Andrea Hamilton AH Studio

Emerald Green  |  Source: How colour takes us on a journey

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Emerald, 2019 © Andrea Hamilton


“Calmness of mind is one of the beautiful jewels of wisdom. It is the result of long and patient effort in self-control. Its presence is an indication of ripened experience, and of a more than ordinary knowledge of the laws and operations of thought.”
– James Allen, As A Man Thinketh, 1903

In the last busy days before Christmas, every day feels like a party – a time for sequinned dresses and extravagant jewels, champagne, high heels and human connections with friends, family, work colleagues. It is a fabulous glittering whirl, culminating in New Year’s Eve, where we celebrate the old year and face the new; a strange combination of hedonism and inner sight as we map our future and make resolutions to be our best selves. And this year we face a not just a new year but a new decade too: the 2020s. The end of the year is a powerful thing: the dead of winter holding within it the promise of rebirth. No wonder the ancients brought in green wherever they could – holly, ivy, fir trees. A touch of emerald to remind us of the coming spring, of abundant nature and the generosity of our beautiful planet.

While the party season may be a relatively new facet of civilisation, putting on a public face with make up was as important 4,000 years ago as it is now. The beauty regime of a wealthy woman in the Middle Kingdom of Ancient Egypt was a ritualistic indulgence, performed by a small army of servants. After she luxuriated in milk baths, they would exfoliate her skin with Dead Sea salts, apply milk-and-honey face masks, and then anoint her with floral or spice-infused oils. Next, a servant would lay out the lavish ingredients and tools necessary to create and apply her makeup. Exquisite art objects, crafted with precious materials like calcite and gold, they contained treasures, for  the expert maquillagist would create eyeshadow by mixing powdered malachite with animal fat or vegetable oils – for for a queen, like Cleopatra, she would crush actual precious stones. In addition to black kohl, she wore golden-flecked bright blue eyeshadow on her top eyelids and vivid green on her lower eyelids, made from emeralds. Not only would it be a fabulous party look even today, the siltstone palettes used to crush materials for kohl and eyeshadow were carved with symbols represented rebirth and regeneration; the act of grinding pigments on a such a palette thought to grant the wearer special capabilities.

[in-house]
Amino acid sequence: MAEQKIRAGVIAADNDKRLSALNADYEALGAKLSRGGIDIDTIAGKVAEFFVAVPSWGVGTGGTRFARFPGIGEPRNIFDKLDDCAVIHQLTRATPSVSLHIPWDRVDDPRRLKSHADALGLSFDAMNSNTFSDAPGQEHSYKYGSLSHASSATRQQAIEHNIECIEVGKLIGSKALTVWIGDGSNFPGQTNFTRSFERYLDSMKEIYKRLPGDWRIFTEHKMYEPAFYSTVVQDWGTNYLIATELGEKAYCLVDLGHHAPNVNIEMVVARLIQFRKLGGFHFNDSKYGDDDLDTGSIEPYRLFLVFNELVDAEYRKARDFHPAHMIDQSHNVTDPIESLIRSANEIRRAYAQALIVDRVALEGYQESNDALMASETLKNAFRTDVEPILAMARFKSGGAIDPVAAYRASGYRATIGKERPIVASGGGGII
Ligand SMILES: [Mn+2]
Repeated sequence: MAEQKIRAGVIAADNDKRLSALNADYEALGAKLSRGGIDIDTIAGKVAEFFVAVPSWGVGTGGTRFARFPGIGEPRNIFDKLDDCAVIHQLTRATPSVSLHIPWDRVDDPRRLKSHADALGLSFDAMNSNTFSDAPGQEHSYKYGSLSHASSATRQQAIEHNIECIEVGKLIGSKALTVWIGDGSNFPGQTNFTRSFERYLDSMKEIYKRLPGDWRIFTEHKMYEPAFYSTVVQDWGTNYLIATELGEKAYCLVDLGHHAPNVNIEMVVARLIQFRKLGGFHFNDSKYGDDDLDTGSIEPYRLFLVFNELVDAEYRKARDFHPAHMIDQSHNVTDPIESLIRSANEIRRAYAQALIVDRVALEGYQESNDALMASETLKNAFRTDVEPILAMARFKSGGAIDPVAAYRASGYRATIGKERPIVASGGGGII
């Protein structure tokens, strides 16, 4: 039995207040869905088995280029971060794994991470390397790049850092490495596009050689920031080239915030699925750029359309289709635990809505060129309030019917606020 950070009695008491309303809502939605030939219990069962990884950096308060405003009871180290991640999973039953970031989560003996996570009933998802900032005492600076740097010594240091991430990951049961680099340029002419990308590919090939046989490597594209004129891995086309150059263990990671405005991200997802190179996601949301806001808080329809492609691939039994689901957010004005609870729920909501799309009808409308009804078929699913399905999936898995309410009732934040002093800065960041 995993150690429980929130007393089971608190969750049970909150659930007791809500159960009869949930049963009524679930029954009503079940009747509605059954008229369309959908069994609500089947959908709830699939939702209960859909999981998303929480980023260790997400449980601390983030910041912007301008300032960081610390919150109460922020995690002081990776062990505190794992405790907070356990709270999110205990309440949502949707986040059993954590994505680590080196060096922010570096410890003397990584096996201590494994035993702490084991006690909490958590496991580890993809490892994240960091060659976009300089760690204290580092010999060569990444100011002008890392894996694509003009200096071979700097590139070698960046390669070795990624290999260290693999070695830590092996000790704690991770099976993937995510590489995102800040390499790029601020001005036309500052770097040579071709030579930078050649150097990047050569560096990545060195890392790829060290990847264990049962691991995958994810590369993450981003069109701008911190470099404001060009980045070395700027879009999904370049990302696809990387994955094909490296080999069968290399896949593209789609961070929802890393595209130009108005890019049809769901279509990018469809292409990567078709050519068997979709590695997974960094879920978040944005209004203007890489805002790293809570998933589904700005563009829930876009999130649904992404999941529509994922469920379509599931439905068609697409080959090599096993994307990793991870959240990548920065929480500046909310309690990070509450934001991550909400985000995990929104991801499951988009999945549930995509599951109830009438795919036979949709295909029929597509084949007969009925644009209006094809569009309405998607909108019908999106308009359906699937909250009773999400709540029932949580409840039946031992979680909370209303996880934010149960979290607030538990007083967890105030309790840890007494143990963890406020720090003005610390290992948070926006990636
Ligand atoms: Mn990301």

This modern reproduction of the Emerald tablet was designed as it has been described for over 3000 years by Hermetics and in Gnostic texts © Adept Initiates

“Whatever anyone does or says, I must be emerald and keep my colour.”
― Marcus Aurelius, Meditations

A gem of talismanic status in Ancient Egypt, 20 times rarer than a diamond, the emerald’s rich colour was a rare vision in the golden desert. This lush ‘Jewel of Kings’ was thought to be healing for the eyes, an association that has remained. The Emerald Tablet – an ancient esoteric text – was said to hold the secret of the philosopher’s stone, which could transmute base metals into gold. And emeralds reflect the calming green light waves that represent the colour of Eden: the colour of paradise, and its bounty, and from there wealth and prosperity.

For artists however, a true emerald pigment was frustratingly hard to find; mixing greens from blue and yellow produced colours as unstable as new leaves on trees, and like them would brown with age. As Michel Pastoureau points out in Green, it is the most chemically and symbolically unstable of the basic colours. “Green can signal both fortunate and sinister aspects of the thing.”

Emerald Green, Copper Aceto-Arsenite © Pascale Georgiev for Atelier Éditions

The first available synthetic version was Scheele’s Green. Made from copper arsenite, it quickly replaced verdigris after its discovery in 1755, but it had the great disadvantage of producing nausea, vomiting, rashes and – when used for wallpaper – contributed to several deaths. Another emerald green pigment, also known as Paris green, Imperial green or Veronese green, was developed in 1808 and marketed as a more brilliant and durable alternative, but still contained poisonous arsenic.

Painters, however, were willing to take the risk. In order to fully understand why, one needs to look backwards to the Renaissance and one uniquely green-fingered colourist: Paolo Veronese. Heir to Titian’s revolutionary technique of using colour as a constructive medium, his ability to produce internal harmony in a painting whilst reconciling the most strident hues was breathtaking, and there is one colour we have to thank for this: green.

Lucretia by Paolo Veronese from c. 1585 © Public Domain